Despite its foundations as a puzzle game, the overall experience was quite unique and interesting as well. Figuring out which item to manipulate in order to reach the goal and seeing how everything plays out afterward is highly satisfying, and the varied puzzles are a joy to solve because they are imaginative.

However, there were times that this game felt more like a visual novel/puzzle hybrid, almost leaning heavily towards the former than the latter. It’s a good thing, then, that the story was captivating enough that the desire to see what happens next was enough reason to sit through the cutscenes, otherwise, Ghost Trick: Phantom Detective could have been a drag throughout its 12-hour runtime.

Adding to the overall experience is the audio, and while not as good as the other elements, it was serviceable. The tunes are interesting enough that the music never got tired repetitive or annoying, and each of the characters was made more interesting because of it.

That said, given how cartoon-like the visuals are in Ghost Trick: Phantom Detective, some voicework would have elevated the game. The DS had its obvious limitations but given that this was remastered for newer consoles, it would have been much appreciated to have gone the extra mile and added this feature.

As expected from a remaster, Capcom has also treated fans of Ghost Trick: Phantom Detective with some extras that give this package more value that really drives it home. Apart from the stunning 4K remaster, we get a gallery featuring all of the amazing art, a music player of sorts, a more. Despite this, the font size is certainly a remnant of its DS past, so I wished that this would have been modernized too.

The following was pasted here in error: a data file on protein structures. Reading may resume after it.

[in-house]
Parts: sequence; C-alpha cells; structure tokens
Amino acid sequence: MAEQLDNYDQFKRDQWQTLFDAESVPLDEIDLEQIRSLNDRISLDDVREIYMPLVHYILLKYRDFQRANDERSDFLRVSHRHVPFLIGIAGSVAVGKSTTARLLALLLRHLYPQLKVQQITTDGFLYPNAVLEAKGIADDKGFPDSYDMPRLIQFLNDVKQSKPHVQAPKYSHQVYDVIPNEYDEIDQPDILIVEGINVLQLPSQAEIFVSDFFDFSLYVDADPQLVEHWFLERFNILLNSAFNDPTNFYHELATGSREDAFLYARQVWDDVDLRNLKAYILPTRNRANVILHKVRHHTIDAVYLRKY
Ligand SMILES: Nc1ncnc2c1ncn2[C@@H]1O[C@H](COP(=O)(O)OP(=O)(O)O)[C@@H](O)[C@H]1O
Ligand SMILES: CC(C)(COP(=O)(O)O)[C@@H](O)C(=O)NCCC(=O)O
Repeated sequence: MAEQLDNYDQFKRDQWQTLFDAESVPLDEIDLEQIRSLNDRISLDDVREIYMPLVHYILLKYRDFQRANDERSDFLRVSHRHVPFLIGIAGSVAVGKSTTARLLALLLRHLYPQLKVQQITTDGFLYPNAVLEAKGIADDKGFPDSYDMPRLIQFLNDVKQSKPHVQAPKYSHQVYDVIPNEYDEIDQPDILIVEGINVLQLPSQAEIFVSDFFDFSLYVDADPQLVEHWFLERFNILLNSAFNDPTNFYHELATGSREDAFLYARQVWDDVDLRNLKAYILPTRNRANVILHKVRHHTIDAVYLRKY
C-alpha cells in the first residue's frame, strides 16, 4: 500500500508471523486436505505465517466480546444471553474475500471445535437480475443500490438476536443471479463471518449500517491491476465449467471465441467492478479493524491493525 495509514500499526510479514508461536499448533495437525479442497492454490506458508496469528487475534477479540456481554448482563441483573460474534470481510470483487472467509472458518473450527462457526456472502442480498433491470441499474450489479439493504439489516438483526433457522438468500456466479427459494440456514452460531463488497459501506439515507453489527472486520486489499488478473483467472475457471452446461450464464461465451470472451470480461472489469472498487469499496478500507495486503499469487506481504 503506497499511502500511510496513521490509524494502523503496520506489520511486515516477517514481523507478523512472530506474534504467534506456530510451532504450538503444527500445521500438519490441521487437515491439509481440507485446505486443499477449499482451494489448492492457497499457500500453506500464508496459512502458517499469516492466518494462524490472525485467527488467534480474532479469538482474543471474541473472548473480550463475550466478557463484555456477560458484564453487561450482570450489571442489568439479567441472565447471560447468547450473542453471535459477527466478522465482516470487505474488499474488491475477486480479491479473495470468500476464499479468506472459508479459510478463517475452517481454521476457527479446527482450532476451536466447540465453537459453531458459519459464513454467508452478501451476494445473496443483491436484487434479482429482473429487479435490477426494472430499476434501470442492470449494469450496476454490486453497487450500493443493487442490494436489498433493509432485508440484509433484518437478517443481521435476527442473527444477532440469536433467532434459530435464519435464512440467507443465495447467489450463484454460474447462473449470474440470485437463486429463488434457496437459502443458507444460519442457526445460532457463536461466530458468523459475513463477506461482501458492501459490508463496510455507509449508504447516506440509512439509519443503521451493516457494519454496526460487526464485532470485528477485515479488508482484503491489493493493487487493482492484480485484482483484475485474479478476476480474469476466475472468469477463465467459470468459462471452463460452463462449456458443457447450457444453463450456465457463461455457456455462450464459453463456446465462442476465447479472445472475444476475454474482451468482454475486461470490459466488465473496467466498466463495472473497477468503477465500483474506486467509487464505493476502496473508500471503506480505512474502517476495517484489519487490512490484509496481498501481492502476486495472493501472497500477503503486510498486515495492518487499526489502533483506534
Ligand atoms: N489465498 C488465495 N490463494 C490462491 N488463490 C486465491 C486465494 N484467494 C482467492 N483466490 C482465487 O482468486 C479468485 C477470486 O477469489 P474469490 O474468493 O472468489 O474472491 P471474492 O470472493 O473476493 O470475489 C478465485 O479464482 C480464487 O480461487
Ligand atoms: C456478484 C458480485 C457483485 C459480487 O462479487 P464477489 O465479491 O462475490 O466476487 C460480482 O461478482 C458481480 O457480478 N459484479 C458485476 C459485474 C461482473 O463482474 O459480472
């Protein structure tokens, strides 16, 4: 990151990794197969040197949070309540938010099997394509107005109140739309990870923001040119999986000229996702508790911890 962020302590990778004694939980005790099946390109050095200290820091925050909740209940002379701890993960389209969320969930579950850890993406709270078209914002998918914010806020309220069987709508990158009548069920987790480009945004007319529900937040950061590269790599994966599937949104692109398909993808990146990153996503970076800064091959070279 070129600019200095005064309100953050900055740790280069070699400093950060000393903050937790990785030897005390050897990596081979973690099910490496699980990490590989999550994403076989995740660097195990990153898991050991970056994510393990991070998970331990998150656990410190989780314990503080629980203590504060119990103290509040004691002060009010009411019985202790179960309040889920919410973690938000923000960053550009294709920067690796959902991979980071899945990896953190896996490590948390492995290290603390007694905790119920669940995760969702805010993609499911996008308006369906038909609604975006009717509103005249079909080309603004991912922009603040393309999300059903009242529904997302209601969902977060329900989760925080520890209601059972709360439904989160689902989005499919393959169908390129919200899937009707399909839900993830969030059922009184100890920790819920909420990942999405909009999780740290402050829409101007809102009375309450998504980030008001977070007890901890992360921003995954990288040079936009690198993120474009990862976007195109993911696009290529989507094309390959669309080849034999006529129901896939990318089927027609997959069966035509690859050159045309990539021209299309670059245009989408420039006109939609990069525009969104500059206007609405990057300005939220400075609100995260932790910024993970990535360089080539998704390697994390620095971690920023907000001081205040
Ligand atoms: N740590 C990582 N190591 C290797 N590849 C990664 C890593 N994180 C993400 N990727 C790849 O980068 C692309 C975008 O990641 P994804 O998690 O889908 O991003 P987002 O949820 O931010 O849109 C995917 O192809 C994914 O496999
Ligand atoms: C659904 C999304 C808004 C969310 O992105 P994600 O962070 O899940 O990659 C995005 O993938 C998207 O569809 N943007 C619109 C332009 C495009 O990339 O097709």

It’s also quite puzzling that the game doesn’t come with 16:9 compatibility, but it looks like a design choice more than anything at this point. Although, you can change the designs on the side borders, so that’s at least something else that players can tinker around with to personalize their experience.

What we liked:

  • Charming visual style and captivating storyline
  • Puzzles are engaging and satisfying to solve
  • Spot-on remaster of a classic title

What we didn’t like:

  • Audio is good but not memorable
  • Would have been nice to get some form of voice acting
  • No 16:9 compatibility

Verdict: Buy it!


Ghost Trick: Phantom Detective is a highly enjoyable experience that I’m glad Capcom deemed fit to release for modern audiences. It’s charming and unique, and the story is written well enough to keep you captivated throughout your playthrough.

This game is perfect for gamers who are looking for a break between long open-world games, and with so many of these grand and high-budget titles that have either been recently released or are coming soon, this Capcom classic is something that we would not recommend skipping.

*Ghost Trick: Phantom Detective was reviewed on a PC with a review code provided by the publisher.